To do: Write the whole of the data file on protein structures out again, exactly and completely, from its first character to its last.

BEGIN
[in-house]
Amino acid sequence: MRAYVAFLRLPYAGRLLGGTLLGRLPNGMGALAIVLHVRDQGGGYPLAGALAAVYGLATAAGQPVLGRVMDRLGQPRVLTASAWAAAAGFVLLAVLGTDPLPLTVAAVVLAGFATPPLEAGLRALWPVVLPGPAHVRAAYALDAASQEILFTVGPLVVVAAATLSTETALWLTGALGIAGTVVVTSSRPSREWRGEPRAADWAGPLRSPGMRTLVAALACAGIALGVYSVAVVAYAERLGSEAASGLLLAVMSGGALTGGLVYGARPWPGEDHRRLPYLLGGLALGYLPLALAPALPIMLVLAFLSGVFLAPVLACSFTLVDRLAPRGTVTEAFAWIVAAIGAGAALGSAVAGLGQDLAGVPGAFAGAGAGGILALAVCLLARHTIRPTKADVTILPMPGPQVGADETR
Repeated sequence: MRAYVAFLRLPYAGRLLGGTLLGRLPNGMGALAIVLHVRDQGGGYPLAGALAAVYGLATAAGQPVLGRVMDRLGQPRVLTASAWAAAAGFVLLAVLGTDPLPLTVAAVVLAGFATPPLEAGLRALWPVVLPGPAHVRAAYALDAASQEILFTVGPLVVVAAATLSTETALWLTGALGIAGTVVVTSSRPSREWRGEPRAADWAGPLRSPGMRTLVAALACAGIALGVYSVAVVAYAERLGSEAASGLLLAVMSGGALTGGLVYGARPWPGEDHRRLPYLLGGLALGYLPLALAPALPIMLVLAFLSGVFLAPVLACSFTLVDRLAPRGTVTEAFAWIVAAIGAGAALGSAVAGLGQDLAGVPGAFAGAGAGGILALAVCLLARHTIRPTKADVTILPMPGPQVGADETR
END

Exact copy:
[in-house]
Amino acid sequence: MRAYVAFLRLPYAGRLLGGTLLGRLPNGMGALAIVLHVRDQGGGYPLAGALAAVYGLATAAGQPVLGRVMDRLGQPRVLTASAWAAAAGFVLLAVLGTDPLPLTVAAVVLAGFATPPLEAGLRALWPVVLPGPAHVRAAYALDAASQEILFTVGPLVVVAAATLSTETALWLTGALGIAGTVVVTSSRPSREWRGEPRAADWAGPLRSPGMRTLVAALACAGIALGVYSVAVVAYAERLGSEAASGLLLAVMSGGALTGGLVYGARPWPGEDHRRLPYLLGGLALGYLPLALAPALPIMLVLAFLSGVFLAPVLACSFTLVDRLAPRGTVTEAFAWIVAAIGAGAALGSAVAGLGQDLAGVPGAFAGAGAGGILALAVCLLARHTIRPTKADVTILPMPGPQVGADETR
Repeated sequence: MRAYVAFLRLPYAGRLLGGTLLGRLPNGMGALAIVLHVRDQGGGYPLAGALAAVYGLATAAGQPVLGRVMDRLGQPRVLTASAWAAAAGFVLLAVLGTDPLPLTVAAVVLAGFATPPLEAGLRALWPVVLPGPAHVRAAYALDAASQEILFTVGPLVVVAAATLSTETALWLTGALGIAGTVVVTSSRPSREWRGEPRAADWAGPLRSPGMRTLVAALACAGIALGVYSVAVVAYAERLGSEAASGLLLAVMSGGALTGGLVYGARPWPGEDHRRLPYLLGGLALGYLPLALAPALPIMLVLAFLSGVFLAPVLACSFTLVDRLAPRGTVTEAFAWIVAAIGAGAALGSAVAGLGQDLAGVPGAFAGAGAGGILALAVCLLARHTIRPTKADVTILPMPGPQVGADETR